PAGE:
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A year of historic change in Saudi Arabia, with more to come

For discussions of events and conditions not necessarily related to Peak Oil.

A year of historic change in Saudi Arabia, with more to come

Unread postby AdamB » Fri 29 Dec 2017, 20:55:45

Saudi Arabia in 2017 laid the groundwork for momentous change next year, defying its conservative reputation for slow, cautious reforms by announcing plans to let women drive, allow movie theaters to return and to issue tourist visas. The kingdom could even get a new king. King Salman and his ambitious 32-year-old son and heir, Crown Prince Mohammed bin Salman, have upended decades of royal family protocol, social norms and traditional ways of doing business. They bet instead on a young generation of Saudis hungry for change and a Saudi public fed up with corruption and government bureaucracy. Here’ a look at the major pivots of the past year and the reforms to come in 2018: ___ WOMEN START DRIVING In a surprise late-night announcement, Saudi Arabia announced in September that it would finally lift a ban on women driving , becoming the last country in


A year of historic change in Saudi Arabia, with more to come
Peak oil in 2020: And here is why: https://www.youtube.com/watch?v=2b3ttqYDwF0
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Eleven Saudi princes detained following protest

Unread postby AdamB » Sat 06 Jan 2018, 14:39:15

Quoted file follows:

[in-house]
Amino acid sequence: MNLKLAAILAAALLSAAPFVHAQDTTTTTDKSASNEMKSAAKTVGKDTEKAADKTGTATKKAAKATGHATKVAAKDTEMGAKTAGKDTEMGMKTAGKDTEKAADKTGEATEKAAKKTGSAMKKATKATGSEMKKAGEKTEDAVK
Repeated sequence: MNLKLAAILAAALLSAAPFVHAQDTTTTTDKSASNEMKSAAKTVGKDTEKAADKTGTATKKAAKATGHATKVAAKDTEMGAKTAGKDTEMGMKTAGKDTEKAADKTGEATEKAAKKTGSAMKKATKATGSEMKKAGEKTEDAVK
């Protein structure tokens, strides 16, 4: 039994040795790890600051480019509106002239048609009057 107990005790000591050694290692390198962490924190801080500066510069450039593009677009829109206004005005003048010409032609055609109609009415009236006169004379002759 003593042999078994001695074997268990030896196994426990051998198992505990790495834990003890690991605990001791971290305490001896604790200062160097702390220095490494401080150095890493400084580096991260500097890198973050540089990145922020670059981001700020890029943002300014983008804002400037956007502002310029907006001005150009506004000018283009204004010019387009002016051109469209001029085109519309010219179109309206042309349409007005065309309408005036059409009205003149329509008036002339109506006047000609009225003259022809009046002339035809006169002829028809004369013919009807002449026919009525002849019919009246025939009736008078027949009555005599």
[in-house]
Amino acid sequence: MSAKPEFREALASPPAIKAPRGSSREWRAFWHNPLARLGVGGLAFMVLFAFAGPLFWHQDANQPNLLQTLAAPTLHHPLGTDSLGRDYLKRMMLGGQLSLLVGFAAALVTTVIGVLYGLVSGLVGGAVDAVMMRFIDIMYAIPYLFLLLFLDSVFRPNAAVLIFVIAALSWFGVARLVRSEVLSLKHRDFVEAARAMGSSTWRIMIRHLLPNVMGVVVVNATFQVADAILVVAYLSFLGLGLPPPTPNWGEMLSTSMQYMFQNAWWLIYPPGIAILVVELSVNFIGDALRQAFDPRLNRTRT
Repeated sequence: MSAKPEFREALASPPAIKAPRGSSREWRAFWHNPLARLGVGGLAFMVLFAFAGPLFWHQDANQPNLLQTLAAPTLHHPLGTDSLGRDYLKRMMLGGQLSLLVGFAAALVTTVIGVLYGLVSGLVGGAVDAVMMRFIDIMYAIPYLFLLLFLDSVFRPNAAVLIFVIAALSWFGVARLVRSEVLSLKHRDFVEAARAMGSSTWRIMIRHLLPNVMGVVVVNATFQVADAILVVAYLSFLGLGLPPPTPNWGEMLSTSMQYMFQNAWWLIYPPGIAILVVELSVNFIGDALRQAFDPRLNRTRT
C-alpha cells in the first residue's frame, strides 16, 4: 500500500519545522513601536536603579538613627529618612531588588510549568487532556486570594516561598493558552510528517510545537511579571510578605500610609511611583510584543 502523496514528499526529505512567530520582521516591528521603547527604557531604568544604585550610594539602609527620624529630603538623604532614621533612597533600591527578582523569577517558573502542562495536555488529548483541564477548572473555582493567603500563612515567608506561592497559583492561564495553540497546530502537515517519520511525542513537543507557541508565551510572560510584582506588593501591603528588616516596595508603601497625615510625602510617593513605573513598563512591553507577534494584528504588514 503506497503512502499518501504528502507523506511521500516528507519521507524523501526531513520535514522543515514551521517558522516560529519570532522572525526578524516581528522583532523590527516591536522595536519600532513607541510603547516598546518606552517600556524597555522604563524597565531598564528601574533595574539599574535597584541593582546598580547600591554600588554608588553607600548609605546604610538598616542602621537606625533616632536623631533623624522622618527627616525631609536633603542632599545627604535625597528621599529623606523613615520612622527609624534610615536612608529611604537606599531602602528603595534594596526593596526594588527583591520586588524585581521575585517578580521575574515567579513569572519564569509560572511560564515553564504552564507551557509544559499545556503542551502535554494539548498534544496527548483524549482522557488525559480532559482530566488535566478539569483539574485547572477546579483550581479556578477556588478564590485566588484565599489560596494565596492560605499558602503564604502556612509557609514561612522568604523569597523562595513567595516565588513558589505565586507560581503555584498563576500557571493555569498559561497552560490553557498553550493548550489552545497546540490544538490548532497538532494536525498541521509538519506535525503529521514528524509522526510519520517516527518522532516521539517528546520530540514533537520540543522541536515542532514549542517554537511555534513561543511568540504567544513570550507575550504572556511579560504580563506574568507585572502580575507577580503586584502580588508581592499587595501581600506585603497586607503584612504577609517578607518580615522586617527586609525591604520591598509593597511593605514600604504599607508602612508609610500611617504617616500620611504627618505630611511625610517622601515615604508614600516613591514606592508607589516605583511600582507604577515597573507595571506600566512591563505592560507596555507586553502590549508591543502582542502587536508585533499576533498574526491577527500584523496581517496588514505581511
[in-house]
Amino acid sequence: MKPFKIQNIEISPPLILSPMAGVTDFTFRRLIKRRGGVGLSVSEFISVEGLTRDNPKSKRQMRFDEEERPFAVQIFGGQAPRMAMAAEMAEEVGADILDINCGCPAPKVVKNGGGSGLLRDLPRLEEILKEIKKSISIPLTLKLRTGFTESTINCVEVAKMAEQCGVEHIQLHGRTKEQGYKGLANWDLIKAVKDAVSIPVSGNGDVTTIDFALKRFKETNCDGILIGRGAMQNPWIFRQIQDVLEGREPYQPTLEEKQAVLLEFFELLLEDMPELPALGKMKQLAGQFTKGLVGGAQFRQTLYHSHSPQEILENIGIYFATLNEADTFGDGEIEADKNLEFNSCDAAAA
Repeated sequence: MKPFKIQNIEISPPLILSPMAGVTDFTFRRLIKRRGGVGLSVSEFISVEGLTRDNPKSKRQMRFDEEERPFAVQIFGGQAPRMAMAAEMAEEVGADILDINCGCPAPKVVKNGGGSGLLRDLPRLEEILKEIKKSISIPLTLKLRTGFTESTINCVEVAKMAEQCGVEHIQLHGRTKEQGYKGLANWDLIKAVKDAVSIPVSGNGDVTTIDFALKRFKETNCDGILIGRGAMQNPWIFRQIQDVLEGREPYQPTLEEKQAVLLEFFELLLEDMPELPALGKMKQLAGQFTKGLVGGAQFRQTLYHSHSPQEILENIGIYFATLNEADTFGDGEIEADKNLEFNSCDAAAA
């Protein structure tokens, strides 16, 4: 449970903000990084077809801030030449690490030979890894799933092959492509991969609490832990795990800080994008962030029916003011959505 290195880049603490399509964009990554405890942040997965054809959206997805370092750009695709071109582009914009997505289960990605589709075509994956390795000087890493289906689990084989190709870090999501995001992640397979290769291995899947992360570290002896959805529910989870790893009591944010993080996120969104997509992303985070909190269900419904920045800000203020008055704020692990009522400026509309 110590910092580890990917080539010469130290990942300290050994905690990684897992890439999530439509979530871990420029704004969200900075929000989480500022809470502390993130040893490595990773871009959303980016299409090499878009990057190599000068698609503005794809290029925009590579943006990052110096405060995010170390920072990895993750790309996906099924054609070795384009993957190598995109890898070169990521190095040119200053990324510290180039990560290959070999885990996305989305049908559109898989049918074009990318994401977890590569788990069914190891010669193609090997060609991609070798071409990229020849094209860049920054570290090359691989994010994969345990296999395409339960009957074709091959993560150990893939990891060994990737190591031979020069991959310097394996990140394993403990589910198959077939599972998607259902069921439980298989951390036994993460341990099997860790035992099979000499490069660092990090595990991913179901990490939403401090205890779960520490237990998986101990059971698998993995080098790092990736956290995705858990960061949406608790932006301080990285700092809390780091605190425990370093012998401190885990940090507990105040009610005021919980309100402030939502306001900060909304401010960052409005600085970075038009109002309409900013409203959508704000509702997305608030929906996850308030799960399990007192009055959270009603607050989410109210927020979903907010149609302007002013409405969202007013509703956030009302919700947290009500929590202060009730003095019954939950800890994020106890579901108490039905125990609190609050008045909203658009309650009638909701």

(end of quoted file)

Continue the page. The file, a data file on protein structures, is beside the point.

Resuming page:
Saudi authorities have detained 11 princes after they gathered at a royal palace in Riyadh in a rare protest against austerity measures that included suspending payment of their utility bills, Saudi media reported on Saturday. Saudi officials did not respond immediately to a request for a comment on the report.


Eleven Saudi princes detained following protest
Peak oil in 2020: And here is why: https://www.youtube.com/watch?v=2b3ttqYDwF0
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Re: Eleven Saudi princes detained following protest

Unread postby Outcast_Searcher » Sat 06 Jan 2018, 14:49:24

AdamB wrote:

Saudi authorities have detained 11 princes after they gathered at a royal palace in Riyadh in a rare protest against austerity measures that included suspending payment of their utility bills, Saudi media reported on Saturday. Saudi officials did not respond immediately to a request for a comment on the report.


Eleven Saudi princes detained following protest

The sons of the royal princes I met while attending college in 1977-81 were wildly wealthy by the standards I was used to. I was a poor young man, lived like a poor young man, aspired to fix that with a good college degree, and that was fine. These guys drove fancy new cars (Trans Am Firebirds fully loaded seemed to be their car of choice), lived in nice middle class houses, one to a several bedroom house, and had furnishings that to me looked like they might well cost more than the house, the nicest clothes, and on and on.

So I don't know how much has changed and what is typical, but I'm not inclined to assume Saudi prices aren't too poor to pay their utility bills (or generally unable to get a job and earn such money like everyone else).

Even if these folks' families have a wealth on the scale of a hundredth or even a thousandth of the scale of $billions I found with a quick search, somehow I have trouble working up too many tears over their "hardship".

https://en.wikipedia.org/wiki/List_of_S ... _net_worth

Am I missing the blindingly obvious, or is this people spoiled beyond belief?
Given the track record of the perma-doomer blogs, I wouldn't bet a fast crash doomer's money on their predictions.
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Prince Alwaleed Finally Released From “Hotel Arrest”

Unread postby AdamB » Sun 28 Jan 2018, 00:47:00